In Vancouver, real estate is somewhat of its own saga.
With billions of dollars, massive projects, and plenty of speculation, books have been written about the subject.
There's plenty to focus on, from the fact no treaty was ever signed with local First Nations for the rights to the land, to the massive land deal made with the CPR (6,000 acres) to make Vancouver the terminus of the essential railway, to the ongoing housing crisis.
That said, there are a few oddities in local real estate that those not fully involved in the world of property development and investment may not recall or be aware of.
Here are five (hopefully) things you may not know about Vancouver's real estate.
The Vancouver School Board focuses on schools, but it's ended up with some land that isn't always needed for facilities.
The mall looks and feels very much like a throwback to the 1970s and 80s; that's because it is. Before that, the site was the home to Mount Pleasant School, which stood for nearly 80 years.
The school board didn't give up the land when the new school was built at a different site, instead they leased it cheap to a company that built the mall.
2. A B.C. premier was brought down by a Metro Vancouver amusement park real estate scandal
A couple of B.C. premiers and politicians have had careers ended by different scandals, but only one (it appears) was due to an amusement park deal.
Bill Vander Zalm was premier more than 30 years ago in the late 80s and early 90s, having become wealthy with a tulip business. After spending a couple of years as the Mayor of Surrey, he rose through the ranks of the now-defunct BC Social Credit Party (aka Socreds).
In 1986, after Premier Bill Bennett announced he was retiring, Vander Zalm won the leadership of the party and therefore the premier's office; later that year there was a provincial election and he won.
While he became a controversial figure for his social conservatism, what finally ended his tenure was a real estate deal from his private life. In 1984 he bought Fantasy Garden World in Richmond, a commercial nursery that was turned into an amusement park while he was premier.
Issues around a $20,000 payment and conflicts of interest around the land's development and sale abounded and Vander Zalm stepped down as premier in 1991. The party collapsed in the next election later that year and never recovered.
While it's obvious that an address in a nice neighbourhood means a price will sell for more, a UBC study involving real estate in and around Vancouver found that the actual numbers matter too.
The 2010 study found "houses with addresses ending in the lucky number eight sold at a 2.5 per cent premium, while those ending in the unlucky number four sold at a discount of 2.2 per cent."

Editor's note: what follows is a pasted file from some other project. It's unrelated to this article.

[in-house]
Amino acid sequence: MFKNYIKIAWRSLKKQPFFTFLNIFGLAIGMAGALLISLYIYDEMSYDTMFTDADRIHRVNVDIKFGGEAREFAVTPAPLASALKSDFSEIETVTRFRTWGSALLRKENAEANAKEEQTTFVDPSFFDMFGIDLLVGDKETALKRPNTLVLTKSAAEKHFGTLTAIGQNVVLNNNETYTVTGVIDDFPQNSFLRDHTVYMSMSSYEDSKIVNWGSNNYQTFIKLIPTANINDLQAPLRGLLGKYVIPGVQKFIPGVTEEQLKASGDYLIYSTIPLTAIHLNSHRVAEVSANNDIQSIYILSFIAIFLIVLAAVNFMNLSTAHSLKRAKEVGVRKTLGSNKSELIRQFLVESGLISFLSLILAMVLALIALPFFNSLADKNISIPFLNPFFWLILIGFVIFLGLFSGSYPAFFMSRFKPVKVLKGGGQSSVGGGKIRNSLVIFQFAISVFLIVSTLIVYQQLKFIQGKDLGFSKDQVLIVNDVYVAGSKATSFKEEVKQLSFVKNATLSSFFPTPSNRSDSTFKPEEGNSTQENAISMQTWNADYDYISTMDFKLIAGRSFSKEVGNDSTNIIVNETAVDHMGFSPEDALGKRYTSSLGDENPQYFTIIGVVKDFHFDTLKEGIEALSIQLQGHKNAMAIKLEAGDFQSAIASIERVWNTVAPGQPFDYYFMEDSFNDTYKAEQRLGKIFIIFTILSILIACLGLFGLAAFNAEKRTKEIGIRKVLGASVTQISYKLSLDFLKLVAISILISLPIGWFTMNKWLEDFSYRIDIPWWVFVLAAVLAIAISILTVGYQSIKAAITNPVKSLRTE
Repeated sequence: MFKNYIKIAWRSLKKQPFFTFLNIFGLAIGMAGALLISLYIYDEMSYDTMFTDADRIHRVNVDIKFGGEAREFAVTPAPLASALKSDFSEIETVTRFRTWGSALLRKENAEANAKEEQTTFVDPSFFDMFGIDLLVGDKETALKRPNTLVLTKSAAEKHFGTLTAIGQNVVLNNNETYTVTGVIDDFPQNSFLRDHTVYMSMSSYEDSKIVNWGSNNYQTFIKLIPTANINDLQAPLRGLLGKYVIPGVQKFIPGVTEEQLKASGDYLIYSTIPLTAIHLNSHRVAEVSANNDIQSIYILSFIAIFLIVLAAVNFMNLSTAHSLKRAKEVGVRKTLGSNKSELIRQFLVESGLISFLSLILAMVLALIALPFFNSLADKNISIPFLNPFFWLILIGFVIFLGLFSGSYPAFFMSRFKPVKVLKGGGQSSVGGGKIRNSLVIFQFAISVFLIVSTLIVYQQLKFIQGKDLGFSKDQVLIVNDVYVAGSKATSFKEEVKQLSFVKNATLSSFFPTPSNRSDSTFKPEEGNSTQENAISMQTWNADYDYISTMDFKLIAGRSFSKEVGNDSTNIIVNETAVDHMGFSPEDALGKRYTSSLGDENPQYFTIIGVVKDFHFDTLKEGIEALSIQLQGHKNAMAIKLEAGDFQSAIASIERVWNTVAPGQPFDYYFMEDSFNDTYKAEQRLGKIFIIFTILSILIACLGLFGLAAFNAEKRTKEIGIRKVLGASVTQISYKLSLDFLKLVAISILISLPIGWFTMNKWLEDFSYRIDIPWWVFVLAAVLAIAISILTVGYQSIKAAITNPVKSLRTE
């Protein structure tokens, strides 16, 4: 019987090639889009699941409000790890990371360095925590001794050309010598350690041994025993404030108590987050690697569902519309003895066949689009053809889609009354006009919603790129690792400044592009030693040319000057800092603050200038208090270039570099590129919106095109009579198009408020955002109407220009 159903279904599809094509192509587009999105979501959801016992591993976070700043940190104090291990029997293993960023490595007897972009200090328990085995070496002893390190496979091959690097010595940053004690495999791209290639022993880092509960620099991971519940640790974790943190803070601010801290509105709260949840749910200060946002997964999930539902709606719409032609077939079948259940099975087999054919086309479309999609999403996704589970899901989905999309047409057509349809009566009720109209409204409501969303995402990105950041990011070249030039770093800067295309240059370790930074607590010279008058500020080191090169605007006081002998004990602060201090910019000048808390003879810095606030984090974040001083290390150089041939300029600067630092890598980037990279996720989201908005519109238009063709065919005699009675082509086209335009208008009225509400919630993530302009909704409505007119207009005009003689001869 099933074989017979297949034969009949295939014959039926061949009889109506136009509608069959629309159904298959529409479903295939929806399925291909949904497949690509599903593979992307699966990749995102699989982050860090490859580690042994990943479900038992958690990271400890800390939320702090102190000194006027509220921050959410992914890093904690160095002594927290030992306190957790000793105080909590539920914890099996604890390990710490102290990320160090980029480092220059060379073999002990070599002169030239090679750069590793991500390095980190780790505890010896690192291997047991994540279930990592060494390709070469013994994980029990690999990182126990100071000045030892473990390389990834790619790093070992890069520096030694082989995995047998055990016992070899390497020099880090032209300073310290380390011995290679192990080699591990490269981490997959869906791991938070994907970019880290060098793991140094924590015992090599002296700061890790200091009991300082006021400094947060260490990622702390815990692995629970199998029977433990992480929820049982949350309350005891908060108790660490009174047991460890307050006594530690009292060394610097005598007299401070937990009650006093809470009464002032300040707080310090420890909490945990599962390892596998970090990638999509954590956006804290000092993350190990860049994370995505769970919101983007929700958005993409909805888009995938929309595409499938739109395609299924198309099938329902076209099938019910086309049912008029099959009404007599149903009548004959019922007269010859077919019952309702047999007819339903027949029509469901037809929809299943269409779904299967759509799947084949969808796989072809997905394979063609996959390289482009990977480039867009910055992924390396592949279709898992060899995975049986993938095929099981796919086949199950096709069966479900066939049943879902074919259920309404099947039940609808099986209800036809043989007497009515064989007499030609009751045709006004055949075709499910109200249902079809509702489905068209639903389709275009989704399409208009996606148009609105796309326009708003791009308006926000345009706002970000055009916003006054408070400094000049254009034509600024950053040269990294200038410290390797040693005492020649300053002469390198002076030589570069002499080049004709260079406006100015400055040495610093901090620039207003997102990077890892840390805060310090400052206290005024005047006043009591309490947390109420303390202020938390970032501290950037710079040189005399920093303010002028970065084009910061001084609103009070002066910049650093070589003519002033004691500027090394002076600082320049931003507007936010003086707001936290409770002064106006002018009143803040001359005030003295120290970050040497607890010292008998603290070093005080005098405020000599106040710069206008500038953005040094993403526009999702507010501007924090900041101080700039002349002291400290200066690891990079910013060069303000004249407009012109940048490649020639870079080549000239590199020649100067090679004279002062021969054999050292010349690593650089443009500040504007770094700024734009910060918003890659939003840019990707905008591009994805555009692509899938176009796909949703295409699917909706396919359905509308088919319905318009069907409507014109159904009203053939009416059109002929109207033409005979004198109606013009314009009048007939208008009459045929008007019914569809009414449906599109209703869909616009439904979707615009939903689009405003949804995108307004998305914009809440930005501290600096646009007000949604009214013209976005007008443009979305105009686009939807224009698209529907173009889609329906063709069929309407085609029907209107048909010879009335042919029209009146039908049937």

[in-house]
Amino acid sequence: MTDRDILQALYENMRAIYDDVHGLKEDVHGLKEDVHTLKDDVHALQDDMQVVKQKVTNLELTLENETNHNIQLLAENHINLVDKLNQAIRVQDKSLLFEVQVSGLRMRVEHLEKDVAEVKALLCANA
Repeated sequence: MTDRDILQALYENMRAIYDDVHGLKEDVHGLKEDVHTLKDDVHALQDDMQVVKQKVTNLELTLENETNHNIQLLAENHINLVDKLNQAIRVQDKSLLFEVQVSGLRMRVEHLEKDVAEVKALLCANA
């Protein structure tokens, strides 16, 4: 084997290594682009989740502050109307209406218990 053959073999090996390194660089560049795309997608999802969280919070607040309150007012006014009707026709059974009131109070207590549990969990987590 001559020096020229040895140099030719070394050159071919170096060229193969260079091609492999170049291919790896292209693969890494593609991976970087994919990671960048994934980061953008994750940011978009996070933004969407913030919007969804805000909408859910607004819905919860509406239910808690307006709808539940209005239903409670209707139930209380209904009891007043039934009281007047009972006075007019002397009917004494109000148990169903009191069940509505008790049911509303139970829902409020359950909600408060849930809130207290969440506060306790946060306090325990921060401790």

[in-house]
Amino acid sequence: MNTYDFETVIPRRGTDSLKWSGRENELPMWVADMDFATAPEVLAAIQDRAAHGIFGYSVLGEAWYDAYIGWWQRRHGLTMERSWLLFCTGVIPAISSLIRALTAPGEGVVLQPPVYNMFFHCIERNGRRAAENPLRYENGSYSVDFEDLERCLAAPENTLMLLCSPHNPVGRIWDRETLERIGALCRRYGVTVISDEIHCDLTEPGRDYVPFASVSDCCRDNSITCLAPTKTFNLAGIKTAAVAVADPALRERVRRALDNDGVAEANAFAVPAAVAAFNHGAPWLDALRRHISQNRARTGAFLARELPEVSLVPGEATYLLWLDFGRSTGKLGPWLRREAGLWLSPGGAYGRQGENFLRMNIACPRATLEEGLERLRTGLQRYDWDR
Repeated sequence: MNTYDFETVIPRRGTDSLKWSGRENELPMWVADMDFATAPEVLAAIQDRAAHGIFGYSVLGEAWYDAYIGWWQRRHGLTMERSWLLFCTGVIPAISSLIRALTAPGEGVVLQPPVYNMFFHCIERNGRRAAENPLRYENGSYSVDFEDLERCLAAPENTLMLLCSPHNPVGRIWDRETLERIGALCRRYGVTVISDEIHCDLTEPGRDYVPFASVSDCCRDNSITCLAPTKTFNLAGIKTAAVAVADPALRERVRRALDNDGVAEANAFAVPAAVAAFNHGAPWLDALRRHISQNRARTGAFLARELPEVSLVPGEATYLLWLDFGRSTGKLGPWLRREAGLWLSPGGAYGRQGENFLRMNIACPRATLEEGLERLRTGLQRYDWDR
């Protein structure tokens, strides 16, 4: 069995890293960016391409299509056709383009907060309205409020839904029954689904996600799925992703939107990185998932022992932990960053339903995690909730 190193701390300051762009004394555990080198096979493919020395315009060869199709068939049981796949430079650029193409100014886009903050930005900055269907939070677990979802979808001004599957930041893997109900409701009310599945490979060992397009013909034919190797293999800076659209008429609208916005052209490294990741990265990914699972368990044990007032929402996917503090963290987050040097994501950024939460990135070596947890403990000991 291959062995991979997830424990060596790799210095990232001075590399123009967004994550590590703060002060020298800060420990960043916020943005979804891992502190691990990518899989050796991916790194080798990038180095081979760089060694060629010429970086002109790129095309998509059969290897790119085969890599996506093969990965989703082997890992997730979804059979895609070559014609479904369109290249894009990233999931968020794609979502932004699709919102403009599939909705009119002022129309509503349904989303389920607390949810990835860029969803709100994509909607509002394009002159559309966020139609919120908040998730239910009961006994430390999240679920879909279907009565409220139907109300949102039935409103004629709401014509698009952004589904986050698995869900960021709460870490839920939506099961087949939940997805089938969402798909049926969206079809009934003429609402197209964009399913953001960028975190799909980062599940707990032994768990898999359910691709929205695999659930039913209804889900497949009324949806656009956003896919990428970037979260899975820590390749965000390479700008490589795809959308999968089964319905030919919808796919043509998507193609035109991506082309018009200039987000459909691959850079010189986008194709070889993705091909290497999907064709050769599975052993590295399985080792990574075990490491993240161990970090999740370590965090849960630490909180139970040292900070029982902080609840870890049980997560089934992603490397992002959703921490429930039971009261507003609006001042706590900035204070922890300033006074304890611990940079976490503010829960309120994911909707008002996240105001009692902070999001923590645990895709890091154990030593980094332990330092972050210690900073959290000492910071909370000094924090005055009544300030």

This was connected to Chinese number preferences, where numbers like eight are considered lucky. Therefore, a premium would be paid for addresses with lots of eights; one realtor even paid the fee (a couple hundred dollars) to change an address to add value to his house.
While Vancouver's Stanely Park is likely considered priceless by Vancouver's residents, BC Assessment has a job to do.
The provincial agency assesses the value of essentially all the land in the province, including the park. In their most recent assessment, it was valued at $3.578 billion, with $10 million of that for buildings.
Not all parks are assessed, but other things are. BC Children's Hospital is valued at $969 million ($567 million is for the buildings), city hall's property is $143 million ($15.8 million of that is the building) and BC Place is $223 million (with only $55 million of that the land).
5. The West End was sold for $550.75 in 1862
While the West End is worth a couple billion dollars as a whole nowadays (perhaps more), when it was first sold it was a bit more modest.
A trio of men nicknamed the Three Greenhorns bought Lot 185 in 1867, according to documents from the Vancouver archive.
In the document the land being sold is essentially the area between Stanley Park, Burrard Street and West Georgia down to English Bay; an estimated 550 acres.
The price? In the document it's written as "one hundred and fourteen pounds eleven shillings and eight pence." How that traslates to Canadian dollars now is unclear, but in 2013 the city wrote a history of the West End and estimated it at $550.75.
However, the three men struggled with their massive chunk of land, trying to raise cattle and make bricks (a reminder, Vancouver was a big lumber town at the time). It should also be noted that they were the only settlers on the land, local Indigenous people still lived in and around the area.
It took some time, but the area began to develop in the late 1880s into a wealthy neighbourhood.